D-class Melbourne tram
|D1 class (3-section)
D2 class (5-section)
D1-class tram in Swanston Street
|Number built||D1: 38
|Number in service||D1: 38
|Fleet numbers||D1: 3501–3538
|Length||D1: 20.04 m (65 ft 9 in)
D2: 29.85 m (97 ft 11 in)
|Width||2.65 m (8 ft 8 in)|
|Height||3.65 m (12 ft 0 in)|
|Weight||D1: 30.8 t (30.3 long tons; 34.0 short tons)
D2: 35.3 t (34.7 long tons; 38.9 short tons)
|Passenger capacity seats||D1: 32
|Traction motors||4 x 100 kW (130 hp)|
|Gauge||1,435 mm (4 ft 8 1⁄2 in)|
The D class, or Combino is a type of electric tram operating in Melbourne, Victoria, Australia. They were built by Siemens in Düsseldorf, Germany. The D1 class was introduced between 2002 and 2004, and the D2 class was introduced in 2004. The D1 class was introduced by M>Tram, but have been operated by Yarra Trams since they took control of the entire tram network following National Express Group walking away from their Victorian contracts, handing control back to the state government in late 2002.
Variants: D1 and D2
D class trams comes in two variants; the D1 class which is a three-section tram, and D2 class five-section tram. The trams feature plug-type doors, next-stop display and several other features. The trams are built '100% low-floor.'
The D1 class entered service in 2002 and are operated on Melbourne's southeastern and inner tram routes and are based at Malvern tram depot. The D2 class entered service in 2004, they mainly operate route 96 and are based at Southbank tram depot.
All D-class trams have a traction braking controller with an integral deadman's trigger that the driver must release and reapply every minute. If this is not done, an alarm sounds. If the alarm sounds for more than a few seconds then the disc brakes are applied firmly, stopping the tram.
Originally the driver could hold it down continuously while the tram was moving, if the driver took their hand off, an alarm would sound, followed soon by track brake application. If after four minutes it had been held-down continuously and the tram stopped, the driver would get an audible warning and the tram would not move until the driver had released it. There was also an alternative deadman's button on the side of the armrest. Drivers discovered that if the armrest were dropped low enough, this button would stay pressed without the driver applying any pressure, they still had to be released every four minutes when coming to a stop. But as soon as the management discovered this, their reaction was "vigilance control," actually a dead-man's vigilance device, and hence the notice in the cab "Vigilance control now fitted, release and reapply every minute, if an alarm sounds, release and reapply immediately."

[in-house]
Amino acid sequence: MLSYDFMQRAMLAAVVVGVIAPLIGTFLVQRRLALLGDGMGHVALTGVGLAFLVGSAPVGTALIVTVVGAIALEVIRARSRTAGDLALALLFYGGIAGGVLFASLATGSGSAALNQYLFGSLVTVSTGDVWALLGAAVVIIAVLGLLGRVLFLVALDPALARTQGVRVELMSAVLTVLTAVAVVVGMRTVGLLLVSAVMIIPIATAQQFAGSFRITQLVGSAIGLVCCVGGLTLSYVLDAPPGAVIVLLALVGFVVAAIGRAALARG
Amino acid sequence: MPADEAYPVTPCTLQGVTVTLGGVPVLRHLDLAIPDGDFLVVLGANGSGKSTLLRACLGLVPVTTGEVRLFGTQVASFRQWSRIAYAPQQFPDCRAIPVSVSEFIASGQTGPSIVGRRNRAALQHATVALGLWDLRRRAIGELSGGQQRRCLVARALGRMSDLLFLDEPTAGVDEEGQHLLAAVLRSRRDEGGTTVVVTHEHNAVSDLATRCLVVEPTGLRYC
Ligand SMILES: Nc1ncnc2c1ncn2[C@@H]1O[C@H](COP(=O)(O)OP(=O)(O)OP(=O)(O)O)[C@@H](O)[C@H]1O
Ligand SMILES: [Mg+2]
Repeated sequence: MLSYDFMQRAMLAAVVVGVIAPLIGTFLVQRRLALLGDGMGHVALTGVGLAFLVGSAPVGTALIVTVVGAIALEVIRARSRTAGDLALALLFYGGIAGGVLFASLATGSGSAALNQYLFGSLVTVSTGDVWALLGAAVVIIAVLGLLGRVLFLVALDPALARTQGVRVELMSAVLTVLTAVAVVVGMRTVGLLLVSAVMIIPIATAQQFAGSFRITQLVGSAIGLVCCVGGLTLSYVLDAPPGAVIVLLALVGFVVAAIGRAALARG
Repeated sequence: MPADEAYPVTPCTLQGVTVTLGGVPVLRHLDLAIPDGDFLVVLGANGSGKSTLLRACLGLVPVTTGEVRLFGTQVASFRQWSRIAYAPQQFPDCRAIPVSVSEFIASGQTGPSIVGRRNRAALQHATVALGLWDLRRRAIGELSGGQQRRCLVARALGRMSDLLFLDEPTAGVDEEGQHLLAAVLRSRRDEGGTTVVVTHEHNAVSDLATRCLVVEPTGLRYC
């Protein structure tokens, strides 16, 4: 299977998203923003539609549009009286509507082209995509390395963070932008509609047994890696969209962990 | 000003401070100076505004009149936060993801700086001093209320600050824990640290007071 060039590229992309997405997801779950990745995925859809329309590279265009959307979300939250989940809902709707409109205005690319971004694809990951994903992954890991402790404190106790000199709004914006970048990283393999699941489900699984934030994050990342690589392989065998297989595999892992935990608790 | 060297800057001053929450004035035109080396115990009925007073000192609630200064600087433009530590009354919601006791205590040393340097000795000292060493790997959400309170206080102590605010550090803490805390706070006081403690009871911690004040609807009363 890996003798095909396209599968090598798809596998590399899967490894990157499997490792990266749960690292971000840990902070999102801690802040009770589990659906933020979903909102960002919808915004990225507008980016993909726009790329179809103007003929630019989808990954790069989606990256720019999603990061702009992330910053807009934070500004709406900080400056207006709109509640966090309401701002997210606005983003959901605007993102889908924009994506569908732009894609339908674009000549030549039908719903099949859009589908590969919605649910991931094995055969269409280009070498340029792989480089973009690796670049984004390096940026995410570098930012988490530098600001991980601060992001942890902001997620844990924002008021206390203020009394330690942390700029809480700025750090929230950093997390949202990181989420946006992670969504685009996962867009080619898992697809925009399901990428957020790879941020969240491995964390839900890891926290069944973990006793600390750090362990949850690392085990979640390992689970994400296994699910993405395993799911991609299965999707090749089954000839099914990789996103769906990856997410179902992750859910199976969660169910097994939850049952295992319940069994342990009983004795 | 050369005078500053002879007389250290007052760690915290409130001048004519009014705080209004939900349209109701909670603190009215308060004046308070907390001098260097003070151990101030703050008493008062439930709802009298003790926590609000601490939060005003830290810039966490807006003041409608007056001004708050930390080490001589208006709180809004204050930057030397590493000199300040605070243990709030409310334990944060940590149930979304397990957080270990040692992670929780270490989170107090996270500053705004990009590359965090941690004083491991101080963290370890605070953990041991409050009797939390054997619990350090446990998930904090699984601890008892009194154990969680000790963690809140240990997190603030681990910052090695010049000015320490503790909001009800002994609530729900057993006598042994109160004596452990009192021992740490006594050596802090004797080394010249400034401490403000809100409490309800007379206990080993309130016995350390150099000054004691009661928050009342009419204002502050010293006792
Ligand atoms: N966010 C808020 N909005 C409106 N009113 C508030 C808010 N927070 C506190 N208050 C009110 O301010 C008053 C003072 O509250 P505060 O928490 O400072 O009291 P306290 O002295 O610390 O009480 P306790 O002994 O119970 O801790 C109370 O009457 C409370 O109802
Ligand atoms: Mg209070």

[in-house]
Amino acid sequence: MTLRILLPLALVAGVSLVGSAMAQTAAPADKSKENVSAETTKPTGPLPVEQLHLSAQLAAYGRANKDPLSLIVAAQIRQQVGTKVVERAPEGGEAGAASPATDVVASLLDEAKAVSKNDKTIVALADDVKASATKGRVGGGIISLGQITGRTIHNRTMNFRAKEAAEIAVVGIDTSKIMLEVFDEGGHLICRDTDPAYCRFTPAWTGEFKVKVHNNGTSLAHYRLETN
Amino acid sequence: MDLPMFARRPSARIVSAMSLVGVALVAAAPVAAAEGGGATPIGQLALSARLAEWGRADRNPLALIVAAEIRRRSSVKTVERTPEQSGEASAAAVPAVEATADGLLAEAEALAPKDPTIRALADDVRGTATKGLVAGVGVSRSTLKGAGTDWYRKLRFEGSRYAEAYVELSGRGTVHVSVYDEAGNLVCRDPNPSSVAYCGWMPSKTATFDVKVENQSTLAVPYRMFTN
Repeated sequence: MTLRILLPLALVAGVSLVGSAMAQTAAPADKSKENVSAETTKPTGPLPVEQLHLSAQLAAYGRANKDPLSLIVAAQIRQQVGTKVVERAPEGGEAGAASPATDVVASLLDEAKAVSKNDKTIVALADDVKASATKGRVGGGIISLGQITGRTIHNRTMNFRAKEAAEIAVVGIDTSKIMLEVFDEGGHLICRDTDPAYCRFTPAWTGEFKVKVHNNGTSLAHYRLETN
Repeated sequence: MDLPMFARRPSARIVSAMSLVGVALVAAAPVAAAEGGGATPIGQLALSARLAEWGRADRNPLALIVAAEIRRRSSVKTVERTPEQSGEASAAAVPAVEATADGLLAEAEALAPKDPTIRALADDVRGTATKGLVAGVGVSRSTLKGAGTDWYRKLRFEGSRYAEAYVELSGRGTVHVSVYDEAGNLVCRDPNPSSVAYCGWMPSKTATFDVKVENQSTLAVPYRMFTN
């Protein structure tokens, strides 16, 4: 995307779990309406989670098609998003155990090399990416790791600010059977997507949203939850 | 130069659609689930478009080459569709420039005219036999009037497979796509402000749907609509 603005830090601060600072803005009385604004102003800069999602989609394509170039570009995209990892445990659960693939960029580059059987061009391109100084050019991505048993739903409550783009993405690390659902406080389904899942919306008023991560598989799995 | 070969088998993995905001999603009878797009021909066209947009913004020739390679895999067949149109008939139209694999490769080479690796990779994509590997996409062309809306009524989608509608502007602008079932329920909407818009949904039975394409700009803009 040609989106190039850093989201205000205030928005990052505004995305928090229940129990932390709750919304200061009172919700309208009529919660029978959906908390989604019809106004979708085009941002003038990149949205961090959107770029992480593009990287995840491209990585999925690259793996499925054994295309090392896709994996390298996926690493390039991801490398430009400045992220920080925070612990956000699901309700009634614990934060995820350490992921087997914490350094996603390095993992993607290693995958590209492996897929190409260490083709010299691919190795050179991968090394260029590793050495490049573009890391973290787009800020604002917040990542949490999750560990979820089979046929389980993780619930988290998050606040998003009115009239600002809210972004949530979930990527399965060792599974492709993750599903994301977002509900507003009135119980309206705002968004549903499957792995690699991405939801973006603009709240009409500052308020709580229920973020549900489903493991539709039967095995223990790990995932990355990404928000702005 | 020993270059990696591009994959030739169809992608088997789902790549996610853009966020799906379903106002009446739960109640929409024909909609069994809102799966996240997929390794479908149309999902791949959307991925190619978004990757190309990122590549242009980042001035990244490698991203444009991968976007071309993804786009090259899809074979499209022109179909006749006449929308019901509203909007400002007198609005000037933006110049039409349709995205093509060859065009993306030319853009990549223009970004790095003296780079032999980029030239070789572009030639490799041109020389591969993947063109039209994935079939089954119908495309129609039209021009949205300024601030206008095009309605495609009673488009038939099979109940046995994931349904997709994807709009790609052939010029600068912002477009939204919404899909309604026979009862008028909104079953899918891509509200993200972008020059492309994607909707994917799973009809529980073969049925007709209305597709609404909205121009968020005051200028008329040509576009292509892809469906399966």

Originally the D1 and D2 trams were welcomed as a new, modern and comfortable addition to the network's fleet. In recent years they have been derided as having badly designed seating configurations and being extremely noisy, both inside and outside.
In 2009 the D class tram fleet had to undergo structural strengthening to prevent the spread of metal fatigue in the trams aluminium frame, including removal of seats to make room for the required strengthening work, leaving D1 class trams with 32 seats and D2 class trams with 56.
D1-class trams are currently used on the following routes:
- 5 - Malvern to Melbourne University
- 6 - Glen Iris to Melbourne University
- 8 - Moreland to Toorak
- 16 - Kew to Melbourne University
- 72 - Camberwell to Melbourne University
D2-class trams are currently used on the following routes:
Gallery↑Jump back a section
- David Hoadley (1998). "Trams Currently In Service". Trams of Australia. Retrieved 16 December 2011.
- "Latest model trams found to be cracking up". The Age. 16 April 2009. Retrieved 29 November 2012.
- 廖, 健竣. "高雄中央公園輕軌展示線特輯" [Kaohsiung LRT demonstration in Central Park] (in TraditionalChinese). Retrieved 14 March 2013.
|Wikimedia Commons has media related to: D-class Melbourne tram|
- List of D1-class trams at VicSig
- List of D2-class trams at VicSig
- Note on operation of dead man alarms and brake